Four years after the US and British troops invaded Iraq the country is drenched in blood and its people full of fear. Iraqis often have a look of half-suppressed panic in their eyes as they tell how violent death had touched them and their families again and again.

"I have fled twice in the past year," said Kassim Naji Salaman, a burly driver in dirty brown robes, as he stood beside his petrol tanker outside the town of Khanaqin in central Iraq this week-end. "I and my family used to live in Baghdad but we ran for our lives when my uncle and nephew were killed and we moved into a house in the village of Kanaan in Diyala." Mr Salaman hoped he and his family, all Sunni, would be safer in a Sunni district. But almost everywhere in Iraq is dangerous. "Militiamen kidnapped my brother Natik, who used to drive this tanker, and forced him into the boot of their car," he continued. "When they took him out they shot him in the head and left his body beside the road. I am frightened of going back to Kanaan where my family are refugees because the militiamen would kill me as well."

Iraqis expected their lives to get better when the US and Britain invaded with the intention of overthrowing Saddam Hussein exactly four years ago today. They were divided on whether they were being liberated or occupied but almost no Iraqis fought for the old regime in 2003. Even his own Sunni community knew that Saddam had inflicted almost a quarter of a century of hot and cold war on his own people. He had reduced the standard of living of Iraqis, owners of vast oil reserves, from a level close to Greece to that of Mali.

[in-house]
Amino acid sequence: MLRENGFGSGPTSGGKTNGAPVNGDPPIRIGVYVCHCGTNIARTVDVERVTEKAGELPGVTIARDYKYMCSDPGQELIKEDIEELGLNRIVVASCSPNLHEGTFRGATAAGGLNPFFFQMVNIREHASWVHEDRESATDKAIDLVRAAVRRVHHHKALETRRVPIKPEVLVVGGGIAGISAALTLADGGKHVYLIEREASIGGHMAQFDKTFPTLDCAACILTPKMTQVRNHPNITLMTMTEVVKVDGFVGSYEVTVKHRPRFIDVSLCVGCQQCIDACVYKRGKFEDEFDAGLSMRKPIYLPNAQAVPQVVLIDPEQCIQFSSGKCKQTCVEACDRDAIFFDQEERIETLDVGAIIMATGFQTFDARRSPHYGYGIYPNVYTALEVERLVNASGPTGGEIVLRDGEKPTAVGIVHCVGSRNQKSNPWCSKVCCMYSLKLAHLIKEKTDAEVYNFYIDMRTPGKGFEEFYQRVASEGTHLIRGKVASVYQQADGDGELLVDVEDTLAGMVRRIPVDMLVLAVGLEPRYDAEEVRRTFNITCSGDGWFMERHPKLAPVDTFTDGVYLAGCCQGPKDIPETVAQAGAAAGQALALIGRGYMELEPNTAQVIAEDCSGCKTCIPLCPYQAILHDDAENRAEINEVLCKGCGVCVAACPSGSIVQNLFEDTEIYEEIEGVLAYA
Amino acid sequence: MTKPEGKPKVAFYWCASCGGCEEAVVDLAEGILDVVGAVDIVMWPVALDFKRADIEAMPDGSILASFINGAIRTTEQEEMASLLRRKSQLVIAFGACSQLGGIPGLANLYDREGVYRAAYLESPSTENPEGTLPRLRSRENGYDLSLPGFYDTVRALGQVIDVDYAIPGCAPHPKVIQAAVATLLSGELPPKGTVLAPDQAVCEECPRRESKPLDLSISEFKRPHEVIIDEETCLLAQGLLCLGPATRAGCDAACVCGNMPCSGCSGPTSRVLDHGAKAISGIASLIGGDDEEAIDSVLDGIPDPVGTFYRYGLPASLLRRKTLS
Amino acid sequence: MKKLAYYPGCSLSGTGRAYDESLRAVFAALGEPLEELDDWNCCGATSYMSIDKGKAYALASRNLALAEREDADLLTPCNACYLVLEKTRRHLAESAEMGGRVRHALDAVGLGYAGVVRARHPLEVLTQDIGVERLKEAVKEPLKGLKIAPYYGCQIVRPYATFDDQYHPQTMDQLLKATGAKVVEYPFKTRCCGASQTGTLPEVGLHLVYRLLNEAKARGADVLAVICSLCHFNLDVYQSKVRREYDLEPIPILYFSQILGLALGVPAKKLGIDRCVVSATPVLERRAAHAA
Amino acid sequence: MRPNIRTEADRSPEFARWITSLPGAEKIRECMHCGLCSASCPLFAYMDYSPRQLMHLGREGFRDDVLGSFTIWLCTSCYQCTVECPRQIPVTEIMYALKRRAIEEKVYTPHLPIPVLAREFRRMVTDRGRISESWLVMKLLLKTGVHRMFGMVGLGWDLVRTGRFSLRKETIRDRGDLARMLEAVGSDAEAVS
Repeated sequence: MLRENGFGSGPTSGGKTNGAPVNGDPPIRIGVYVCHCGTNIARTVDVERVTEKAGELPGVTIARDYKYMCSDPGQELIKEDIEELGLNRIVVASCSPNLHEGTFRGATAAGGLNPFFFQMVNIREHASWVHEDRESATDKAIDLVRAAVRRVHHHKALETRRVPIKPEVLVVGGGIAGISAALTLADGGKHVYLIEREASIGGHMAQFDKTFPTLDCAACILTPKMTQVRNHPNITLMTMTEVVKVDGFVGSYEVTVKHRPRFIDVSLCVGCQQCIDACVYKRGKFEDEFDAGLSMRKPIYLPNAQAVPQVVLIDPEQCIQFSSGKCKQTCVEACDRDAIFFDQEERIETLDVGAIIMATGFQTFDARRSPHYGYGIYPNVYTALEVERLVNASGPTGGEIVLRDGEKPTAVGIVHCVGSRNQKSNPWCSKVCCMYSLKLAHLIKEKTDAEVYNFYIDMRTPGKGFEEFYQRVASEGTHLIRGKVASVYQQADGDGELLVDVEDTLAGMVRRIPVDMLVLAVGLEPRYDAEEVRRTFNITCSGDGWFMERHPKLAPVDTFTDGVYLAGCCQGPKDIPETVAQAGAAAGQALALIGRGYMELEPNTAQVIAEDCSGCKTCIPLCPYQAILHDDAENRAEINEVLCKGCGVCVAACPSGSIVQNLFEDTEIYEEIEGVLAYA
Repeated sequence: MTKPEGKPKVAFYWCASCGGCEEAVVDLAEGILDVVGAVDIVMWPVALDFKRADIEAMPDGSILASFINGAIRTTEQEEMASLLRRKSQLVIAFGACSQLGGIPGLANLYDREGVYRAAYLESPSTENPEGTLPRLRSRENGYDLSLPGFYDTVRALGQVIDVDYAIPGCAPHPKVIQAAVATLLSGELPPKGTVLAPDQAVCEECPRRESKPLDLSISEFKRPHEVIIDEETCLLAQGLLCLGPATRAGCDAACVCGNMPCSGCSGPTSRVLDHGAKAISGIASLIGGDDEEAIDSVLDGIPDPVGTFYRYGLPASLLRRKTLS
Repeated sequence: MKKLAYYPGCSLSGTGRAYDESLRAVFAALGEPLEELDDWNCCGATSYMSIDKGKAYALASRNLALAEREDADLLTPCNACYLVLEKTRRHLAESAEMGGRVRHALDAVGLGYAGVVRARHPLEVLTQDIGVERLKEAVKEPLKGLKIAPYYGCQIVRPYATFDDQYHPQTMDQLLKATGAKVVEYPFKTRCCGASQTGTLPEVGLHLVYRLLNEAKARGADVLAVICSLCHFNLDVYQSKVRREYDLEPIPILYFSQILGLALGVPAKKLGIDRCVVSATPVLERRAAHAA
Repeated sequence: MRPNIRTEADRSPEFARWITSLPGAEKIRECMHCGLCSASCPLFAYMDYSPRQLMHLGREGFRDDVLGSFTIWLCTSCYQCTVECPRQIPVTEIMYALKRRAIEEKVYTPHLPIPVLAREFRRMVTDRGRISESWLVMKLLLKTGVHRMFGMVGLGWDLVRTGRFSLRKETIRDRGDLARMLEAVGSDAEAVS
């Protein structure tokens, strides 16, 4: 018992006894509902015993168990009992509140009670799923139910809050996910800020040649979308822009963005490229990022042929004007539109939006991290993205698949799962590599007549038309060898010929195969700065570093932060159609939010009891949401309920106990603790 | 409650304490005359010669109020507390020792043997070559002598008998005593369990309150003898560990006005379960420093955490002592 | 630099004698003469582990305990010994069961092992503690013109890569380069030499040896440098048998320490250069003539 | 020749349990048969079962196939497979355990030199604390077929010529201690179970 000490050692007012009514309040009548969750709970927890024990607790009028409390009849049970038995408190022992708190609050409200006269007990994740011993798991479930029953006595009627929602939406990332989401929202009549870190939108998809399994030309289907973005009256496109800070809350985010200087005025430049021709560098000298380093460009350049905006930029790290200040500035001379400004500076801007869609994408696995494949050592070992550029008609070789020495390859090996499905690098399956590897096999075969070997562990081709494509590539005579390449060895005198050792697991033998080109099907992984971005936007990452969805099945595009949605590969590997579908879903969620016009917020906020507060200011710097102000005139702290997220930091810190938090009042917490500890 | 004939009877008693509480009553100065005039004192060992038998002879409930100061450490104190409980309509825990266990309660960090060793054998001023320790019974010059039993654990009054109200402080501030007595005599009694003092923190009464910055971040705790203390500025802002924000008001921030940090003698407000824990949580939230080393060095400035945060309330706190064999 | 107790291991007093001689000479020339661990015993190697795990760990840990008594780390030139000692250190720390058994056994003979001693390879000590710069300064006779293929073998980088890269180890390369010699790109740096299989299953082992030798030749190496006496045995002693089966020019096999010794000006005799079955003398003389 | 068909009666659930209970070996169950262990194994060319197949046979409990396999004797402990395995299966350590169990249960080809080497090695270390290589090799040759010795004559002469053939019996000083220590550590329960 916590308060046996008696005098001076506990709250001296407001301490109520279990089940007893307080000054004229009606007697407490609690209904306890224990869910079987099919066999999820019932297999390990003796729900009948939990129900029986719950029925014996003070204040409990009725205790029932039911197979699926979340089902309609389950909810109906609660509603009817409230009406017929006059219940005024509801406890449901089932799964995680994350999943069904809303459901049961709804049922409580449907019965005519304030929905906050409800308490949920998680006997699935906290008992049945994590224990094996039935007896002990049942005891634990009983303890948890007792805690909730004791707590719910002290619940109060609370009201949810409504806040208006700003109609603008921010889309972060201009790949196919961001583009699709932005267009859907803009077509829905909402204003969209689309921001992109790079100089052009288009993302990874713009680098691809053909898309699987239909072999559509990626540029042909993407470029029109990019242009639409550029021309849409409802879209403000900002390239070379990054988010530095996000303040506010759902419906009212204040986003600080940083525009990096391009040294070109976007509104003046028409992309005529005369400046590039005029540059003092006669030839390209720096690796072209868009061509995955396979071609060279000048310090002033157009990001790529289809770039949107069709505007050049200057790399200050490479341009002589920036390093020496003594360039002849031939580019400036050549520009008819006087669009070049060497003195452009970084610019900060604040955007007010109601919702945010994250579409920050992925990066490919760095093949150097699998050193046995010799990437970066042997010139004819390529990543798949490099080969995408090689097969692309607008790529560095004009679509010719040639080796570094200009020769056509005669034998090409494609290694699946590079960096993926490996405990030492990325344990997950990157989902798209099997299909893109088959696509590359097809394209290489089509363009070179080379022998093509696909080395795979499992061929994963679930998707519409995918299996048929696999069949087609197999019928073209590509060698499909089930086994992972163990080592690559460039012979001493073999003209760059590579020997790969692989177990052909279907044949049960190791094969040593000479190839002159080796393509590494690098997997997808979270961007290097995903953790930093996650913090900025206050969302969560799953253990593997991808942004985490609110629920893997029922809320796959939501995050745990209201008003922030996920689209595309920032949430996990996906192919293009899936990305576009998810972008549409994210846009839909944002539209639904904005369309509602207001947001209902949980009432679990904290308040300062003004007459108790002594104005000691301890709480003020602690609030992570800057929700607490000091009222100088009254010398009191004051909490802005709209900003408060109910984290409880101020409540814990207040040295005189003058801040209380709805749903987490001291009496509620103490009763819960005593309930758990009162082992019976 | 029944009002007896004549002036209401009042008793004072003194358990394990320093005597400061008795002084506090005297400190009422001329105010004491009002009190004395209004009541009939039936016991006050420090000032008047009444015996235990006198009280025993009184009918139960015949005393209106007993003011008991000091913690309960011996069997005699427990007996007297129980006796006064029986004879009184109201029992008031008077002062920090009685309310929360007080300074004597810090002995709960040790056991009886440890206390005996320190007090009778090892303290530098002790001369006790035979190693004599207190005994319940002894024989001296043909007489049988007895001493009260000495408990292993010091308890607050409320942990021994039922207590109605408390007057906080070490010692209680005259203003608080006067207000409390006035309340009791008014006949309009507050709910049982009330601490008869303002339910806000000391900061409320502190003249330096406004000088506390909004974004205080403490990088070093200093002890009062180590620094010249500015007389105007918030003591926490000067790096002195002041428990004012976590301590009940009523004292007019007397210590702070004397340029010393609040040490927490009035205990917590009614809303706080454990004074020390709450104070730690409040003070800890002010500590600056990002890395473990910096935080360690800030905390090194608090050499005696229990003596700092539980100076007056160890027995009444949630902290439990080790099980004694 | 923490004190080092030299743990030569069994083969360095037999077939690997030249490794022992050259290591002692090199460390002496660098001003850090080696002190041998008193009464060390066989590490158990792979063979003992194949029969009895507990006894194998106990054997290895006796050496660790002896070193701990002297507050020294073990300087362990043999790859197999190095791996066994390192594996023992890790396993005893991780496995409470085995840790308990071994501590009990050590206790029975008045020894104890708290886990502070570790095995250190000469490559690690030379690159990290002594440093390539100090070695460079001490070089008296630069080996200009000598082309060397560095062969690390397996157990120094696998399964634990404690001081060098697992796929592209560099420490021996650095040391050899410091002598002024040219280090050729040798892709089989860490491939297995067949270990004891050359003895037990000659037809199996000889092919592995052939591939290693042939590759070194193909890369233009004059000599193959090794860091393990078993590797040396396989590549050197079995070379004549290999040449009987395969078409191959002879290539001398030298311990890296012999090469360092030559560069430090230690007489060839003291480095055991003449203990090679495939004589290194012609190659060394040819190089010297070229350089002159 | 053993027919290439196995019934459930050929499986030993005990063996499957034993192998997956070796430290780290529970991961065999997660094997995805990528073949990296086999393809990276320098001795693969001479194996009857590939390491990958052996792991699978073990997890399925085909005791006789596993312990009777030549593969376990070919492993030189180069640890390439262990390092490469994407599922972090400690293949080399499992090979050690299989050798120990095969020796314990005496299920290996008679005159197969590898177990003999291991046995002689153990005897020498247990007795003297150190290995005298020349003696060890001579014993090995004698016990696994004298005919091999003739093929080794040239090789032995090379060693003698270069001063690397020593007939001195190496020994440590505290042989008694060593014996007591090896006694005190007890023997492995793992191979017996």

No sooner had Saddam Hussein fallen than Iraqis were left in no doubt that they had been occupied not liberated. The army and security services were dissolved. As an independent state Iraq ceased to exist. "The Americans want clients not allies in Iraq," lamented one Iraqi dissident who had long lobbied for the invasion in London and Washington. Guerrilla war against the US forces by the five million strong Sunni community erupted with extraordinary speed and ferocity. By the summer of 2003 whenever I went to the scene of a bomb attack or an ambush of US soldiers I would find jubilant Iraqis dancing for joy around the pools of drying blood on the road or the smoldering Humvee vehicles. For Iraqis every year has been worse than the last since 2003. In November and December last year alone some 5,000 civilians were murdered, often tortured to death, according to the UN. This toll compares to 3,000 killed in 30 years of conflict in Northern Ireland. Many Iraqis have voted with their feet, some two million fleeing--mostly to Syria and Jordan-- since President Bush and Tony ordered American and British troops across the Iraqi border four years ago today.